October 17, 2016 – Depleted uranium, thousands of sonobuoys litter Pacific Northwest oceans – what are implications for public health, fisheries? Commercial and recreational fishing and being out of doors are mainstays of economic, social, spiritual and tribal life in the Pacific Northwest; our waters have historically provided rich harvests free of dangerous manmade chemicals. But that’s changing. This article, published to day in Truthout, has more details and an interview with a toxicologist.
Last week the Port of San Diego sued the Navy over an underground plume of toxic chemicals that threaten to contaminate the entire bay.
The US Navy’s war gaming in our Pacific Northwest waters, with bullets, bombs, missiles, chaff, flares, drones, sonobuoys and expendable targets, many containing harmful chemicals such as high explosives, is increasing. It’s happening in coastal, offshore and inland waters from California to Alaska. They are dumping these toxic materials in areas designated as Essential Fish Habitat, while conducting their explosive and sonar exercises during peak times when important fisheries and marine mammals are present.
The US Navy’s 2015 Northwest Training and Testing Final EIS (Environmental Impact Statement) estimates that in thousands of warfare testing and training events per year including gunnery, missile, torpedo and other explosive firings, the Navy produces nearly 200,000 “components or events” designated as “stressors” each year, just in our waters. It doesn’t define or measure the words “component” or “event,” but claims that two thirds of the number of “military items with metal components” dumped annually are small-caliber rounds. However, these small rounds make up only 2% of the total weight of all expended components. So where’s the rest? This 3-part series of articles will try to find out. With a few exceptions, all of our references come directly from the Navy or the federal agencies with whom it has consulted. It was just a matter of combing through the documents.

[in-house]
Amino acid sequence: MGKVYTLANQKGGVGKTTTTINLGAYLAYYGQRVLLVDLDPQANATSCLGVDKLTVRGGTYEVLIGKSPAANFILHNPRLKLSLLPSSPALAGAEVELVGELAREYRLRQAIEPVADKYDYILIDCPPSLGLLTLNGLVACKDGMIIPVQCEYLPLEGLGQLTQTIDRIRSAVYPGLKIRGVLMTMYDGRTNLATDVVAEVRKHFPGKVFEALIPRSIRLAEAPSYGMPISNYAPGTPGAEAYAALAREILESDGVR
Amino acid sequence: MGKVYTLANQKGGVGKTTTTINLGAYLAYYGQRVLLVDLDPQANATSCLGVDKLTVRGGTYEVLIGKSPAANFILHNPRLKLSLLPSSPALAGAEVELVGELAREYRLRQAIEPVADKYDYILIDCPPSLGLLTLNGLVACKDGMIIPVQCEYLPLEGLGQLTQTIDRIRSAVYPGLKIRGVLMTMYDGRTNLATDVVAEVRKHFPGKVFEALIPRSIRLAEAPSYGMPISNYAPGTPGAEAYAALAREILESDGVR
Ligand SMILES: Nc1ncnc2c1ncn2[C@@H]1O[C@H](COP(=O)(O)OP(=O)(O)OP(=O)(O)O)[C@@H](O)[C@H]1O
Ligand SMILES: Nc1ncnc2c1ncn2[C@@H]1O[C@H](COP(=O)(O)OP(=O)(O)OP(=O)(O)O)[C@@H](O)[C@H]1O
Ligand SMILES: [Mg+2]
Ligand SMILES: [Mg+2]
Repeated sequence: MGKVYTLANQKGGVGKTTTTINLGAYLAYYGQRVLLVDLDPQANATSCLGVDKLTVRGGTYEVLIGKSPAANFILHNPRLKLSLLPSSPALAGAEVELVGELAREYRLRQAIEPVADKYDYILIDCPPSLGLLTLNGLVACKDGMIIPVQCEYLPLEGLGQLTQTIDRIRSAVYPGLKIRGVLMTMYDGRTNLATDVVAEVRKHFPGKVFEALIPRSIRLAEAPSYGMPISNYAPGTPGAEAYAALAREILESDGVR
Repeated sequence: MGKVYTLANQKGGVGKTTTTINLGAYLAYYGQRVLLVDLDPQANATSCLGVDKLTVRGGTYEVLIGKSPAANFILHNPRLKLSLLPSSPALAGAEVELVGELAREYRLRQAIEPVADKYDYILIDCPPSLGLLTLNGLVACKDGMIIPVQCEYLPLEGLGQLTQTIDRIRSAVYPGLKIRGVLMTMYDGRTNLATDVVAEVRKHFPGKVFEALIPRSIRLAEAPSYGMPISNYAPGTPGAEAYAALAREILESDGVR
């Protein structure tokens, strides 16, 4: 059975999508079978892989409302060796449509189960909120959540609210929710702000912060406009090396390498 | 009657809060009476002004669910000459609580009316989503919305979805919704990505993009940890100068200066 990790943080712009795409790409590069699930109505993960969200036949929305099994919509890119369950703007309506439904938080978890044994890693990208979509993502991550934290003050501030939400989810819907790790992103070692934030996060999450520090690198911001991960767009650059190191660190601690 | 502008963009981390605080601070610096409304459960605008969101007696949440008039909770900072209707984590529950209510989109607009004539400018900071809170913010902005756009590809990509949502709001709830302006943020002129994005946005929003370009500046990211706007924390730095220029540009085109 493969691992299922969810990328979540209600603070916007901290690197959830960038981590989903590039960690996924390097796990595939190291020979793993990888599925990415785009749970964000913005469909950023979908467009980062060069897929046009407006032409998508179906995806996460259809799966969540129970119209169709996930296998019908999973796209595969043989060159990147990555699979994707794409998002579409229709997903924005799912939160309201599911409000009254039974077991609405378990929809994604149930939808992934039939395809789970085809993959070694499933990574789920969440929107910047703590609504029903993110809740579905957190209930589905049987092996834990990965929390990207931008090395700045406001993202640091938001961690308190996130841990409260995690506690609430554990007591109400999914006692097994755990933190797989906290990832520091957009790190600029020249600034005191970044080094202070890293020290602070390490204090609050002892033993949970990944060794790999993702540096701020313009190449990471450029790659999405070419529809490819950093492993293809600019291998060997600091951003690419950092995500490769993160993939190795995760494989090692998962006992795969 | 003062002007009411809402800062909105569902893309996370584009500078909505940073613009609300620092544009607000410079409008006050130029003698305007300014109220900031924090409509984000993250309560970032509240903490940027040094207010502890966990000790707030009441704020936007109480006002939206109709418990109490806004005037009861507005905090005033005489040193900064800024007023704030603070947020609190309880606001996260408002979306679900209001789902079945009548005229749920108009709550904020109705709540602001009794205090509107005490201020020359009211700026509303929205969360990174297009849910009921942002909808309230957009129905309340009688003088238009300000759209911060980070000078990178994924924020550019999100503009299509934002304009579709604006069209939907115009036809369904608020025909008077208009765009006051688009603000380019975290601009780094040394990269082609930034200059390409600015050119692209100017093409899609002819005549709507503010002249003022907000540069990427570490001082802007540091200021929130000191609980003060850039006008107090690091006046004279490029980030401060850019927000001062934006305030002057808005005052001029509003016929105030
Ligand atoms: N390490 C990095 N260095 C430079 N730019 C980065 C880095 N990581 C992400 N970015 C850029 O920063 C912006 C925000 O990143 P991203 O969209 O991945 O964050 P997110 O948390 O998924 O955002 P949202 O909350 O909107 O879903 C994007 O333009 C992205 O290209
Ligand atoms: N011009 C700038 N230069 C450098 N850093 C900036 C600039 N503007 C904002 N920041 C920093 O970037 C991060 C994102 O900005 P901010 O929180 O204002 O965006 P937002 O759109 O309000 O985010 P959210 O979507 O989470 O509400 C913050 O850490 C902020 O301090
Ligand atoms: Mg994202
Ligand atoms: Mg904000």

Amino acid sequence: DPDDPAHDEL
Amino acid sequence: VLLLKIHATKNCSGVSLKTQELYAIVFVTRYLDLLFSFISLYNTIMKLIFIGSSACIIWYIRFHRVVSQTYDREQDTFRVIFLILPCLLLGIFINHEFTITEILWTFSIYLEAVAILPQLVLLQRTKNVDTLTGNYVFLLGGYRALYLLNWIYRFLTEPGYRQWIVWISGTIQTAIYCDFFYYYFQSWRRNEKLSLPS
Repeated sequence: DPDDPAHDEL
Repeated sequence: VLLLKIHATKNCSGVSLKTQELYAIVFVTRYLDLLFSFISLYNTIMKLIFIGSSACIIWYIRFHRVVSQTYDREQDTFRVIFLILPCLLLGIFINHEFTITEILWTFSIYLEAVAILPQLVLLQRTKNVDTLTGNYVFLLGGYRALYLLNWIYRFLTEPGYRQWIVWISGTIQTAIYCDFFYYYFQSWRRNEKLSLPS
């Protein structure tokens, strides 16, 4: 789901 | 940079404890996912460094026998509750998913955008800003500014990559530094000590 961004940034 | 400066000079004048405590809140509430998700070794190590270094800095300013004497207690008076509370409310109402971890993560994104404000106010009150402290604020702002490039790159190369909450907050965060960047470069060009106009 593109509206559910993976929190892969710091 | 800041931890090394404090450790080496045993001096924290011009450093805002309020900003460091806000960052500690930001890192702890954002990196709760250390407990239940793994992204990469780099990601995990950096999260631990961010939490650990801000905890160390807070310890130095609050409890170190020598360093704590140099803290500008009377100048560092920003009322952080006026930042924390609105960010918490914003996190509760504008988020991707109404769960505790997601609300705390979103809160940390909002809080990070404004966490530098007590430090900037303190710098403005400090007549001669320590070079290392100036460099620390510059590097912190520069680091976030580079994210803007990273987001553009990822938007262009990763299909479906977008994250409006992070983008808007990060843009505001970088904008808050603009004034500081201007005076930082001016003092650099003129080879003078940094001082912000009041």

Let’s start with sonobuoys, or “sonar buoys.” We start here because there are so many of them.
Weighing between 36 and 936 pounds apiece, with some containing up to 5 pounds of explosives, they are dropped from aircraft and are never recovered. Sonobuoys have been in use for decades, and make up 34 to 36% of the Navy’s “expended materials” by weight. Here is a screen shot from a brochure on a modern sonobuoy deployed; you can see that entanglement is a hazard for wildlife.